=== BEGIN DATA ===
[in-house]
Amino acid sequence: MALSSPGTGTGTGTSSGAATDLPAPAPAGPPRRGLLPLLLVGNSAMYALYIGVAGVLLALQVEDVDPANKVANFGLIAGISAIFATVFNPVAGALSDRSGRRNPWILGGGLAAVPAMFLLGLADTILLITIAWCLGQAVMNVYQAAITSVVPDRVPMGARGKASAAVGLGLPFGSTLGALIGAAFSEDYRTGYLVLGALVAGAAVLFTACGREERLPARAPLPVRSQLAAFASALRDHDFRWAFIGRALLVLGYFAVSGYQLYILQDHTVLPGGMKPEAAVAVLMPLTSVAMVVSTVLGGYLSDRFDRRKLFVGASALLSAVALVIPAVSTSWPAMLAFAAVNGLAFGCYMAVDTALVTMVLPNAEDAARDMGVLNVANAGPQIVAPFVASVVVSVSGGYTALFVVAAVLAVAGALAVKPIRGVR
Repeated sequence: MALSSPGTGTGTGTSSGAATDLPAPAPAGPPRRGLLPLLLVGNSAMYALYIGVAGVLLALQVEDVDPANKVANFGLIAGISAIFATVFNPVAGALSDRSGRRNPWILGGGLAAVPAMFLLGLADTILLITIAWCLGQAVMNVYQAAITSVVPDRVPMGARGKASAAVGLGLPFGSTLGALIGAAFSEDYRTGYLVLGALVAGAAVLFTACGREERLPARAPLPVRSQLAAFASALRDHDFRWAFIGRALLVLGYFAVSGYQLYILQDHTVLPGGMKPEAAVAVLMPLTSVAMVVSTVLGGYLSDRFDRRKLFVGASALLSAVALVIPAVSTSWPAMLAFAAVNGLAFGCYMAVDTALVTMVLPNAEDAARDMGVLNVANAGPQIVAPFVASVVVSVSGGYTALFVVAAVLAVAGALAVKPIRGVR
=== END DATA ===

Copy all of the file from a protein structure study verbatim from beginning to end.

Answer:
[in-house]
Amino acid sequence: MALSSPGTGTGTGTSSGAATDLPAPAPAGPPRRGLLPLLLVGNSAMYALYIGVAGVLLALQVEDVDPANKVANFGLIAGISAIFATVFNPVAGALSDRSGRRNPWILGGGLAAVPAMFLLGLADTILLITIAWCLGQAVMNVYQAAITSVVPDRVPMGARGKASAAVGLGLPFGSTLGALIGAAFSEDYRTGYLVLGALVAGAAVLFTACGREERLPARAPLPVRSQLAAFASALRDHDFRWAFIGRALLVLGYFAVSGYQLYILQDHTVLPGGMKPEAAVAVLMPLTSVAMVVSTVLGGYLSDRFDRRKLFVGASALLSAVALVIPAVSTSWPAMLAFAAVNGLAFGCYMAVDTALVTMVLPNAEDAARDMGVLNVANAGPQIVAPFVASVVVSVSGGYTALFVVAAVLAVAGALAVKPIRGVR
Repeated sequence: MALSSPGTGTGTGTSSGAATDLPAPAPAGPPRRGLLPLLLVGNSAMYALYIGVAGVLLALQVEDVDPANKVANFGLIAGISAIFATVFNPVAGALSDRSGRRNPWILGGGLAAVPAMFLLGLADTILLITIAWCLGQAVMNVYQAAITSVVPDRVPMGARGKASAAVGLGLPFGSTLGALIGAAFSEDYRTGYLVLGALVAGAAVLFTACGREERLPARAPLPVRSQLAAFASALRDHDFRWAFIGRALLVLGYFAVSGYQLYILQDHTVLPGGMKPEAAVAVLMPLTSVAMVVSTVLGGYLSDRFDRRKLFVGASALLSAVALVIPAVSTSWPAMLAFAAVNGLAFGCYMAVDTALVTMVLPNAEDAARDMGVLNVANAGPQIVAPFVASVVVSVSGGYTALFVVAAVLAVAGALAVKPIRGVR